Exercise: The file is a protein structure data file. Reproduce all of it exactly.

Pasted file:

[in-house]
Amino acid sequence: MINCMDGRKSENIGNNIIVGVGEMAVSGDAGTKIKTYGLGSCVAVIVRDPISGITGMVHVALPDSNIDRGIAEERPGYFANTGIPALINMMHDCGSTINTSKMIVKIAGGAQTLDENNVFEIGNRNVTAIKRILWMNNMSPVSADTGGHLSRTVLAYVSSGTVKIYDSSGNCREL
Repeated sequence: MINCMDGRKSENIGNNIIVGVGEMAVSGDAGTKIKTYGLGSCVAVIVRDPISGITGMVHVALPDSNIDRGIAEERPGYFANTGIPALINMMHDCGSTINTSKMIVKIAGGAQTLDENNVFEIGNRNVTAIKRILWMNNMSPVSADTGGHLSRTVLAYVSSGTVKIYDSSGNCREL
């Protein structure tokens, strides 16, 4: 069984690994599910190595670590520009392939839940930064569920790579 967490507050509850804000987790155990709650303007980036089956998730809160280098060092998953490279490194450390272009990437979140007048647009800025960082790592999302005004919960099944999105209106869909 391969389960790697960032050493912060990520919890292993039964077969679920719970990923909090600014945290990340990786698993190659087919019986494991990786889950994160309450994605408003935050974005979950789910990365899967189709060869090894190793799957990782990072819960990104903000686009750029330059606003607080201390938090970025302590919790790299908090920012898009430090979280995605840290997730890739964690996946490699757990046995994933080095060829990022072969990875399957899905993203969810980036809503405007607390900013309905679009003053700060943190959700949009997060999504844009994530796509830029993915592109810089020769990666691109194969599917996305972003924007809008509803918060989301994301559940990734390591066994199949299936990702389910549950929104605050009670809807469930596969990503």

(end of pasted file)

[in-house]
Amino acid sequence: MINCMDGRKSENIGNNIIVGVGEMAVSGDAGTKIKTYGLGSCVAVIVRDPISGITGMVHVALPDSNIDRGIAEERPGYFANTGIPALINMMHDCGSTINTSKMIVKIAGGAQTLDENNVFEIGNRNVTAIKRILWMNNMSPVSADTGGHLSRTVLAYVSSGTVKIYDSSGNCREL
Repeated sequence: MINCMDGRKSENIGNNIIVGVGEMAVSGDAGTKIKTYGLGSCVAVIVRDPISGITGMVHVALPDSNIDRGIAEERPGYFANTGIPALINMMHDCGSTINTSKMIVKIAGGAQTLDENNVFEIGNRNVTAIKRILWMNNMSPVSADTGGHLSRTVLAYVSSGTVKIYDSSGNCREL
């Protein structure tokens, strides 16, 4: 069984690994599910190595670590520009392939839940930064569920790579 967490507050509850804000987790155990709650303007980036089956998730809160280098060092998953490279490194450390272009990437979140007048647009800025960082790592999302005004919960099944999105209106869909 391969389960790697960032050493912060990520919890292993039964077969679920719970990923909090600014945290990340990786698993190659087919019986494991990786889950994160309450994605408003935050974005979950789910990365899967189709060869090894190793799957990782990072819960990104903000686009750029330059606003607080201390938090970025302590919790790299908090920012898009430090979280995605840290997730890739964690996946490699757990046995994933080095060829990022072969990875399957899905993203969810980036809503405007607390900013309905679009003053700060943190959700949009997060999504844009994530796509830029993915592109810089020769990666691109194969599917996305972003924007809008509803918060989301994301559940990734390591066994199949299936990702389910549950929104605050009670809807469930596969990503």